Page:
Governor Hickenlooper holds conversation at Colorado Mountain College in Breckenridge

Colorado Governor John Hickenlooper speaks during a forum on Colorado Mountain College campus Tuesday, Oct. 30, in Breckenridge.
Hugh Carey / Summit Daily News

Colorado Governor John Hickenlooper stopped into the Colorado Mountain College’s Breckenridge campus earlier this week for a community discussion ahead of his impending departure from office early next year.

Hickenlooper, who earlier this week pointed toward a potential presidential run before walking back his comments, fielded questions from CMC’s staff, former students and county commissioners about the outdoor recreation industry, apprenticeship programs in Colorado, school funding, the Gallagher Amendment, health care costs and more.

In the arena of education, Hickenlooper talked up apprenticeship initiatives in the state, and spoke about the need for changes in the wages for teachers and education professionals.

“CareerWise, our organization to push apprenticeships, is not solely for the trades like electricians and plumbers,” said Hickenlooper. “It’s really a focus on all businesses. … where our kids who are 16, 17 and 18 can choose, if they want, to discontinue going to high school and they would start working.”

According to Hickenlooper, the pilot program, funded in part by grants from the U.S. Department of Labor, already includes 500 students and could eclipse 4,000 by next year. The idea is that students will choose an area of interest from community colleges or organizations similar to CMC, and progressively fade out schooling as they take on more responsibility at paying jobs to gain experience. Hickenlooper said that the program will serve as a solution to a growing skills-based economy where students emerge as ready workers with money already in their pockets and zero debt.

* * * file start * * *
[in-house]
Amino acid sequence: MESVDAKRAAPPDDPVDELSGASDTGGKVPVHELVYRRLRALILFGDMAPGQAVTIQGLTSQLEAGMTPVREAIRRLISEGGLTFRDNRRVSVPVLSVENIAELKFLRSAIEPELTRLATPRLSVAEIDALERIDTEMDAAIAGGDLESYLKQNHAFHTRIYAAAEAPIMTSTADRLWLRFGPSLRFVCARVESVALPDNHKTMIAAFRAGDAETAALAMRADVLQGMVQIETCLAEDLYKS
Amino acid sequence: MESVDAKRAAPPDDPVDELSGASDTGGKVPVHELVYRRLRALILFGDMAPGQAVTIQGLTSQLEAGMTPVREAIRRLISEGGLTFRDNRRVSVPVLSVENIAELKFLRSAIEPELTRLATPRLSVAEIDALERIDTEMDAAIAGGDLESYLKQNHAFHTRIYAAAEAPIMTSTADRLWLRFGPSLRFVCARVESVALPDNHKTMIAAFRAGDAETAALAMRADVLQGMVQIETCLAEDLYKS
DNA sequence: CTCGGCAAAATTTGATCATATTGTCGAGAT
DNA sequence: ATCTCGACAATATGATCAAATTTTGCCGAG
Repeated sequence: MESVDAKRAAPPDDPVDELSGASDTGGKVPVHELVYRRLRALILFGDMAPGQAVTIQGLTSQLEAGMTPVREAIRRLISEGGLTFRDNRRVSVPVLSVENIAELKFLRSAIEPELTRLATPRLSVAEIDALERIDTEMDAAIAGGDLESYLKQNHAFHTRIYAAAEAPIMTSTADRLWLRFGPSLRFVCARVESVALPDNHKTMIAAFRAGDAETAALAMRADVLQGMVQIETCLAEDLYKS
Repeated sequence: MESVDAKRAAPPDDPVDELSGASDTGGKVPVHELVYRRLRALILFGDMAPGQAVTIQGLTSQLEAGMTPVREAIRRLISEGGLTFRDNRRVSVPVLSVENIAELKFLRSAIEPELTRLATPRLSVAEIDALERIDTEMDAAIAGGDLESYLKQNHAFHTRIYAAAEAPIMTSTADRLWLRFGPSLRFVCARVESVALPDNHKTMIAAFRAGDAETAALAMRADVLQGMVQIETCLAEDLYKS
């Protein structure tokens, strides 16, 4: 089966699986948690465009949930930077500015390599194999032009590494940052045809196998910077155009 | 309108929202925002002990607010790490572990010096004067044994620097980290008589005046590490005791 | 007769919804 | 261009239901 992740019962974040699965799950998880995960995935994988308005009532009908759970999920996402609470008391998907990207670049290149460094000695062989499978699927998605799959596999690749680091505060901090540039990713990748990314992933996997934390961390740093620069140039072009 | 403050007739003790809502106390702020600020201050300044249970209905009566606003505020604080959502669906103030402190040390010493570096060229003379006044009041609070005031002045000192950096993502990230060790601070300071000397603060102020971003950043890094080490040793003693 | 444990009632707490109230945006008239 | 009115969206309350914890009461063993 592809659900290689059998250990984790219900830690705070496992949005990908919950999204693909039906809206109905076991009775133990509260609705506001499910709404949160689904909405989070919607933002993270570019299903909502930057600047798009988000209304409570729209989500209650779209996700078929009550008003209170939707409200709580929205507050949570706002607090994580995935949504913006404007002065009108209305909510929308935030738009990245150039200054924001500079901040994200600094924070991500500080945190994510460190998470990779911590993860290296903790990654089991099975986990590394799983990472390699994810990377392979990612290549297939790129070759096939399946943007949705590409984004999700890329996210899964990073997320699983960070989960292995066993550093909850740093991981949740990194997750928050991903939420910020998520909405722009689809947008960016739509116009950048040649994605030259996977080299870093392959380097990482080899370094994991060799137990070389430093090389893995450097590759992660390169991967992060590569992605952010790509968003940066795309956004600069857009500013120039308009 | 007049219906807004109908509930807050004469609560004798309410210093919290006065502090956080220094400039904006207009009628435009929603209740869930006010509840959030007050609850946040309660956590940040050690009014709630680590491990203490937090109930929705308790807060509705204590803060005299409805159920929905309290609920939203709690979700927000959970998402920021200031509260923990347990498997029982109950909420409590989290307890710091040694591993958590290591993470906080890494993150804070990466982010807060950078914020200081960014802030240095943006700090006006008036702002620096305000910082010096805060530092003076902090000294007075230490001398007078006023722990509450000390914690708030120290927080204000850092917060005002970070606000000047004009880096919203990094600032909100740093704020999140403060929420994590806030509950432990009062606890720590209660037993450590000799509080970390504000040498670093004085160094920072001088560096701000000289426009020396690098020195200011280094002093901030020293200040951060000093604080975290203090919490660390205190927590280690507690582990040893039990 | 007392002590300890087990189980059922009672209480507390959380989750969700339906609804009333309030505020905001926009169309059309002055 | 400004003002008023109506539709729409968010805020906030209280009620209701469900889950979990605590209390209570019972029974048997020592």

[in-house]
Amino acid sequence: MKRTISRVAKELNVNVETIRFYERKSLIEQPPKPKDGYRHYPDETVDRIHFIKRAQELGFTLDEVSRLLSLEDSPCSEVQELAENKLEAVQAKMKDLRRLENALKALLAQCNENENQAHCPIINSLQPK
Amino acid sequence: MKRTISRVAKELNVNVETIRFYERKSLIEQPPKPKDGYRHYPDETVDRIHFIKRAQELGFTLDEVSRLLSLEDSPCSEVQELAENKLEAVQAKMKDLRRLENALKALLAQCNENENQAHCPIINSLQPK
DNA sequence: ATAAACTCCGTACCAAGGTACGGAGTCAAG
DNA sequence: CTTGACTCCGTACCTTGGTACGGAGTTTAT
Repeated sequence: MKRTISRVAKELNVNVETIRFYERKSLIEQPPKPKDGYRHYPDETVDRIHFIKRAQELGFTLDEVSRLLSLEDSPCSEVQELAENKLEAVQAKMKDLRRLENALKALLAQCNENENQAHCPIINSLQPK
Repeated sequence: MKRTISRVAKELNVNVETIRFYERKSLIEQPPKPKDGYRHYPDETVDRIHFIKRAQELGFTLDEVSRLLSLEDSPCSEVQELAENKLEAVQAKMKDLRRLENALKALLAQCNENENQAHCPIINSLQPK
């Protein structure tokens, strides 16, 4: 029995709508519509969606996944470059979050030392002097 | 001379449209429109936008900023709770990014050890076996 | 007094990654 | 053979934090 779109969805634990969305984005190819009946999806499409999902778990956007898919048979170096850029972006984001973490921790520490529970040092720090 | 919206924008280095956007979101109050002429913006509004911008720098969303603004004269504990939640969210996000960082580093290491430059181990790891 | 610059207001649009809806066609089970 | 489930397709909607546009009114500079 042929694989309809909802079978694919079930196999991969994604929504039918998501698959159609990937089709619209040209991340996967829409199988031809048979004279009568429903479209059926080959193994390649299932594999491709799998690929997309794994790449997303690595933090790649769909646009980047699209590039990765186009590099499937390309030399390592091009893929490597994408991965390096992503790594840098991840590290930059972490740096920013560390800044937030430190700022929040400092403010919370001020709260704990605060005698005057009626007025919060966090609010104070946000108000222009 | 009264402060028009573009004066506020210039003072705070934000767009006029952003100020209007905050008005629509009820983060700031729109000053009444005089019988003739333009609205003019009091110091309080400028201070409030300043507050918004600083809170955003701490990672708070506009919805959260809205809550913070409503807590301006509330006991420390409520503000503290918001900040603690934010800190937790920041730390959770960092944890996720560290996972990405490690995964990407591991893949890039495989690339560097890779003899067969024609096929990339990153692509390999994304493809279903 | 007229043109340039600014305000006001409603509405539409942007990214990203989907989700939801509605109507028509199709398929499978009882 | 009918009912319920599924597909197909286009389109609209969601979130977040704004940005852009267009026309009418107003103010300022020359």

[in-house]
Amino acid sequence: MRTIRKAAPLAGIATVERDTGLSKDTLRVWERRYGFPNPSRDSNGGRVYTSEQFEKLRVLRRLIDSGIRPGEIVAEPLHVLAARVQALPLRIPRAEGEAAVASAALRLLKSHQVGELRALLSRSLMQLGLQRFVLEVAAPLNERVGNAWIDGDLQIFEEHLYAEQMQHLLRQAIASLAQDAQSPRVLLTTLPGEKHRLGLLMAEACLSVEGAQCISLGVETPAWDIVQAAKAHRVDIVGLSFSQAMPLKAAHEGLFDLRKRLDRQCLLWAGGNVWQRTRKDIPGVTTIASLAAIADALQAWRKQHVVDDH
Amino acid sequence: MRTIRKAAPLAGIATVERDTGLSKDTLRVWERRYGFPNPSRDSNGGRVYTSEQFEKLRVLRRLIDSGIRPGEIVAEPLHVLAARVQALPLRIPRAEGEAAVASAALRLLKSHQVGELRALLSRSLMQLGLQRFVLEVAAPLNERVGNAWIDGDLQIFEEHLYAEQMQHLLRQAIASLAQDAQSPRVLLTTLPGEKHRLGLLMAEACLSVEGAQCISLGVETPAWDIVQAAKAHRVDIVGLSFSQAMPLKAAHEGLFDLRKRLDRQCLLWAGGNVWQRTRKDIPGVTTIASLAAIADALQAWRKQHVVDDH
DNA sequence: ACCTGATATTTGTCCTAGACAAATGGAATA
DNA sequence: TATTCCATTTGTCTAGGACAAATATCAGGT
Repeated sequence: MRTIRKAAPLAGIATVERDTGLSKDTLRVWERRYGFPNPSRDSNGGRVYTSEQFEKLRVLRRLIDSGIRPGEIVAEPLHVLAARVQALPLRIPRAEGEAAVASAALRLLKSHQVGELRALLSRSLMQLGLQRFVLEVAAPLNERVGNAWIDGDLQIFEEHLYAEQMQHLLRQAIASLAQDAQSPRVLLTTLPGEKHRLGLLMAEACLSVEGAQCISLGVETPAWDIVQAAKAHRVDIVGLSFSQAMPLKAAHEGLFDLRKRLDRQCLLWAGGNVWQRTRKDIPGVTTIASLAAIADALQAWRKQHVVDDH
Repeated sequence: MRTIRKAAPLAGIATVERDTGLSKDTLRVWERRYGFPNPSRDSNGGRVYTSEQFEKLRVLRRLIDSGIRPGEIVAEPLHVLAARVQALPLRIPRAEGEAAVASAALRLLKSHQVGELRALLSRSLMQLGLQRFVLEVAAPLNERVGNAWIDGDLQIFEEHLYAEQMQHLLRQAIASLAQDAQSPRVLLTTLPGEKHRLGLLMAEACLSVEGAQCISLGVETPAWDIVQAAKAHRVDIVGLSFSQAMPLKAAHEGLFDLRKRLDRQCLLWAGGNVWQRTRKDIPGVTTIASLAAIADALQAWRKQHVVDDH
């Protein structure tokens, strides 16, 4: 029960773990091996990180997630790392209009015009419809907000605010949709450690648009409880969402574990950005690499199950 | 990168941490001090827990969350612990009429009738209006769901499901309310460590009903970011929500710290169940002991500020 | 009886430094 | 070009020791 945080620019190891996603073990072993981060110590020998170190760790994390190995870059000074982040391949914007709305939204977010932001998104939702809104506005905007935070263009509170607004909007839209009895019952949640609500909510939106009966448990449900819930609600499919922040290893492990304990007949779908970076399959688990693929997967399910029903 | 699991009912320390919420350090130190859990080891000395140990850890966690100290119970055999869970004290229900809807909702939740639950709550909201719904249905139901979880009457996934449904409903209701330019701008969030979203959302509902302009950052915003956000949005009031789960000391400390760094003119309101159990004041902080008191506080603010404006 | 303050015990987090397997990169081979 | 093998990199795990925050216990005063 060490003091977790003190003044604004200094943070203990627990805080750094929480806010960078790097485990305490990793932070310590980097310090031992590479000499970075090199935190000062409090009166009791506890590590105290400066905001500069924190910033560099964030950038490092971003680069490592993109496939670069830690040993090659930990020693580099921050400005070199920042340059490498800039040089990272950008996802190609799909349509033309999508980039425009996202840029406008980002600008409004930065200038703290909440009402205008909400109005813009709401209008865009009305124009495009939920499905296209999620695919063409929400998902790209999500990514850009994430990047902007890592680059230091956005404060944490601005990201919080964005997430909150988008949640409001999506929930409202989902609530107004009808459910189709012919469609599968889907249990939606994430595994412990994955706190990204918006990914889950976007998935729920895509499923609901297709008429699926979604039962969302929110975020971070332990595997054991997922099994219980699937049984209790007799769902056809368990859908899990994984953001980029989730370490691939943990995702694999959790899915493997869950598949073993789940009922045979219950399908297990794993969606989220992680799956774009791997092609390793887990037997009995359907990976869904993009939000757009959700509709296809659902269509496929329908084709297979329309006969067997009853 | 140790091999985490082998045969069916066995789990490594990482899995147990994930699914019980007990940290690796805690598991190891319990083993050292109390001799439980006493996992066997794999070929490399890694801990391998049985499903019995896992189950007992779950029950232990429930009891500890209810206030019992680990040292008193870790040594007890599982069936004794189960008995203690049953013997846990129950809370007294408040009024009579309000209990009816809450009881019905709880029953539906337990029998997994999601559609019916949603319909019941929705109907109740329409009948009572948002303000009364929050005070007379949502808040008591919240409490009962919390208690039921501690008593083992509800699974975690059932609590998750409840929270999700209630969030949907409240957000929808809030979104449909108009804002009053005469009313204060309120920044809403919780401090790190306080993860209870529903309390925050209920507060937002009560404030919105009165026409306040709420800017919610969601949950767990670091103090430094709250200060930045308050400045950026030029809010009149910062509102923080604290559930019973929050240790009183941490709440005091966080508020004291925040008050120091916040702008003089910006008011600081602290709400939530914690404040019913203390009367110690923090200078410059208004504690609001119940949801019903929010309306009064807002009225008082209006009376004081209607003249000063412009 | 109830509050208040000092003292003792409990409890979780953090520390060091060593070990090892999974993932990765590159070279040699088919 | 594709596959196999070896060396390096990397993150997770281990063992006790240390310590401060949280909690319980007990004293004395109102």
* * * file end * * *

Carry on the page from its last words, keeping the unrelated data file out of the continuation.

Hickenlooper also pointed to the growth of automation of jobs in different industries as a concern, calling for innovations in the way we look at schooling, lauding shorter-term certificates as a legitimate alternative to four-year universities, and calling for employers and government agencies to better prepare workers for swift changes in the economy.

“We saw what happened when we did not give people the chance to retrain themselves in the 1990s,” said Hickenlooper. “We saw the amount of bitterness and anger, and we’re still seeing that. It’s a lot of what’s informing the politics today is the fact that we left literally millions of people behind and they felt nobody cared about them. … and we’re much better than that. When we think about what automation is going to do in terms of the elimination of jobs, we have to get to the point where we predict those professions that are going to shrink dramatically, and start training people long before they lose their jobs. Places of business are going to have to help support that training, and the government is going to have to partner with schools to increase funding for these types of institutions dramatically to keep pace.”

Hickenlooper went on to call Colorado’s payment of teachers “pathetic,” and said he supports incremental changes to policy, citing potential changes under TABOR laws to free more money for teachers, more moderate tax increases and more involved government action as possible solutions.

“We’re one of the most affluent states in the country,” said Hickenlooper. “And yet we’re paying our teachers less than Alabama and Mississippi. We need to all open our eyes and recognize it.”